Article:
July 30, 2008 En español
New Paper Suggests Bolivian Conflict Revolves Around Lopsided Control Over Land, Natural Gas
For Immediate Release: July 30, 2008
Contact: Dan Beeton (Washington), 202-239-1460
Mark Weisbrot, 202-746-7264
WASHINGTON, D.C. – A new paper from the Center for Economic and Policy Research shows that the “Media Luna” states that have recently held referenda on autonomy also have the highest concentrations of land ownership, and receive disproportionate shares of Bolivia’s natural gas revenues. Hydrocarbon production, which is mostly natural gas, accounts for 6.5 percent of Bolivia's GDP and 47 percent of its export revenue.
These states also have a much smaller indigenous population than the rest of the country.
"The fight over autonomy in Bolivia revolves around the distribution of gas revenues and land," said Mark Weisbrot, Co-Director of the Center for Economic and Policy Research and co-author of the report. "It is not clear that the government can deliver on its promises to the voters without making this distribution more equal, which the leaders of the autonomy movement oppose."
The paper, “The Distribution of Bolivia's Most Important Natural Resources and the Autonomy Conflicts,” by Mark Weisbrot and Luis Sandoval, shows that the concentration of land in Bolivia - among a very small group of landowners - appears to be among the very worst in the entire world. The largest farms, although only 0.63 percent of the total, encompass two-thirds of all agricultural land. At the other end of the spectrum, 86 percent of farms account for just 2.4 percent of agricultural land, and many other rural families own no land at all.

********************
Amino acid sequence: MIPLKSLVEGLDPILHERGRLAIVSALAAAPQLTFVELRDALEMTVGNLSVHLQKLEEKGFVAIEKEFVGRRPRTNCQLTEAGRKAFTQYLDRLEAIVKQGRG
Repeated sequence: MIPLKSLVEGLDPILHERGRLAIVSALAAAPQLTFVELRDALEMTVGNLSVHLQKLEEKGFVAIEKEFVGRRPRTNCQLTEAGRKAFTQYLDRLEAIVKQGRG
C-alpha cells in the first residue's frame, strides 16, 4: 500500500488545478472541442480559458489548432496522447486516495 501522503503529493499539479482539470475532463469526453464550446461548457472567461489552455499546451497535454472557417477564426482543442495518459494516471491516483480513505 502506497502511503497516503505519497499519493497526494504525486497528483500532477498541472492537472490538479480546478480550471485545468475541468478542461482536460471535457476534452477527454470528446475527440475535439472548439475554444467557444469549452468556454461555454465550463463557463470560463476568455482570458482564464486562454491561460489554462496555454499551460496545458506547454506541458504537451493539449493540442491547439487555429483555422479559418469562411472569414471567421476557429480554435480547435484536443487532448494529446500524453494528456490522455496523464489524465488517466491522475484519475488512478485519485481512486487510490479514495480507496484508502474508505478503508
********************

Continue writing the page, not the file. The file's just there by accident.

The paper also notes that even though Bolivia distributes its hydrocarbon revenues more than any in the world to provincial and local governments, the Media Luna states are advocating for even more of these revenues to go to the provincial governments.
The Media Luna states also have a disproportionate share of Bolivia’s natural gas resources. Tarija province produces 60 percent of the country's natural gas, and Santa Cruz holds 22.3 percent, meaning that more than 82 percent of natural gas production is concentrated in just these two Media Luna states. The Media Luna states as a group receive the lion's share of the hydrocarbon revenue, nearly three times as much per person as the other five states. These states also have a much higher per capita income - 1.4 times more -- than the other provinces.
The paper notes that there is a significant demographic divide between the Eastern lowland states and the rest of Bolivia. The Media Luna provinces have a much lower indigenous population than the rest of the country, ranging from 16.2 percent in Pando to 37.5 percent in Santa Cruz; this compares with 66-84 percent in the other states. This is clearly a vast demographic gap in a country where the indigenous majority has suffered centuries of discrimination. Indigenous Bolivians today have much higher rates of poverty, extreme poverty, illiteracy, and malnutrition.
The Center for Economic and Policy Research is an independent, nonpartisan think tank that was established to promote democratic debate on the most important economic and social issues that affect people's lives. CEPR's Advisory Board of Economists includes Nobel Laureate economists Robert Solow and Joseph Stiglitz; Richard Freeman, Professor of Economics at Harvard University; and Eileen Appelbaum, Professor and Director of the Center for Women and Work at Rutgers University.